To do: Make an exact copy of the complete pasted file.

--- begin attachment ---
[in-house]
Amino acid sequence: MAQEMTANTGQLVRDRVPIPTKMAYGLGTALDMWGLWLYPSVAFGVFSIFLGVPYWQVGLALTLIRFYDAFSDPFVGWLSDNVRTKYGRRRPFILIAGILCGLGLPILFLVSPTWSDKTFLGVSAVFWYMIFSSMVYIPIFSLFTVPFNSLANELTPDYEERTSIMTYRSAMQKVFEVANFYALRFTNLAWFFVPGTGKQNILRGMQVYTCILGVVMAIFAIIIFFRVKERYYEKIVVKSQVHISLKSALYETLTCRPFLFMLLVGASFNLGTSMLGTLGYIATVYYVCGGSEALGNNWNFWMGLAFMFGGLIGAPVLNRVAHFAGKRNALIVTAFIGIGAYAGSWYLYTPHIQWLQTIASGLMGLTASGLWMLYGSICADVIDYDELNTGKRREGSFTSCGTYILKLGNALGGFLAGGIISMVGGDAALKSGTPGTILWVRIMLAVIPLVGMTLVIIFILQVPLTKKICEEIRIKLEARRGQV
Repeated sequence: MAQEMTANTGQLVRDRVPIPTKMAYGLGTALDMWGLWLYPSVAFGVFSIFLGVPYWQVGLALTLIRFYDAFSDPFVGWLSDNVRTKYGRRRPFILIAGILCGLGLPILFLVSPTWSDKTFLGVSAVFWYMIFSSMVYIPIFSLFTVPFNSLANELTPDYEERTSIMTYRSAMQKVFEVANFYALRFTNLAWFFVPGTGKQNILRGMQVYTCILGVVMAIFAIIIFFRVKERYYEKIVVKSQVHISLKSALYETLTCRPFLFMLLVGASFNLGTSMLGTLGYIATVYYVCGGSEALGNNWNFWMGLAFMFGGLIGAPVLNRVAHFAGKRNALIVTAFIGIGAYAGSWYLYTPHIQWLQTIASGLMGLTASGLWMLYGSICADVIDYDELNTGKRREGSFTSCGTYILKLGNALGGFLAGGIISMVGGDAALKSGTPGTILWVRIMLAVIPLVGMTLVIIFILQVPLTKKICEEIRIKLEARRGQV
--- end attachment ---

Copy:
[in-house]
Amino acid sequence: MAQEMTANTGQLVRDRVPIPTKMAYGLGTALDMWGLWLYPSVAFGVFSIFLGVPYWQVGLALTLIRFYDAFSDPFVGWLSDNVRTKYGRRRPFILIAGILCGLGLPILFLVSPTWSDKTFLGVSAVFWYMIFSSMVYIPIFSLFTVPFNSLANELTPDYEERTSIMTYRSAMQKVFEVANFYALRFTNLAWFFVPGTGKQNILRGMQVYTCILGVVMAIFAIIIFFRVKERYYEKIVVKSQVHISLKSALYETLTCRPFLFMLLVGASFNLGTSMLGTLGYIATVYYVCGGSEALGNNWNFWMGLAFMFGGLIGAPVLNRVAHFAGKRNALIVTAFIGIGAYAGSWYLYTPHIQWLQTIASGLMGLTASGLWMLYGSICADVIDYDELNTGKRREGSFTSCGTYILKLGNALGGFLAGGIISMVGGDAALKSGTPGTILWVRIMLAVIPLVGMTLVIIFILQVPLTKKICEEIRIKLEARRGQV
Repeated sequence: MAQEMTANTGQLVRDRVPIPTKMAYGLGTALDMWGLWLYPSVAFGVFSIFLGVPYWQVGLALTLIRFYDAFSDPFVGWLSDNVRTKYGRRRPFILIAGILCGLGLPILFLVSPTWSDKTFLGVSAVFWYMIFSSMVYIPIFSLFTVPFNSLANELTPDYEERTSIMTYRSAMQKVFEVANFYALRFTNLAWFFVPGTGKQNILRGMQVYTCILGVVMAIFAIIIFFRVKERYYEKIVVKSQVHISLKSALYETLTCRPFLFMLLVGASFNLGTSMLGTLGYIATVYYVCGGSEALGNNWNFWMGLAFMFGGLIGAPVLNRVAHFAGKRNALIVTAFIGIGAYAGSWYLYTPHIQWLQTIASGLMGLTASGLWMLYGSICADVIDYDELNTGKRREGSFTSCGTYILKLGNALGGFLAGGIISMVGGDAALKSGTPGTILWVRIMLAVIPLVGMTLVIIFILQVPLTKKICEEIRIKLEARRGQV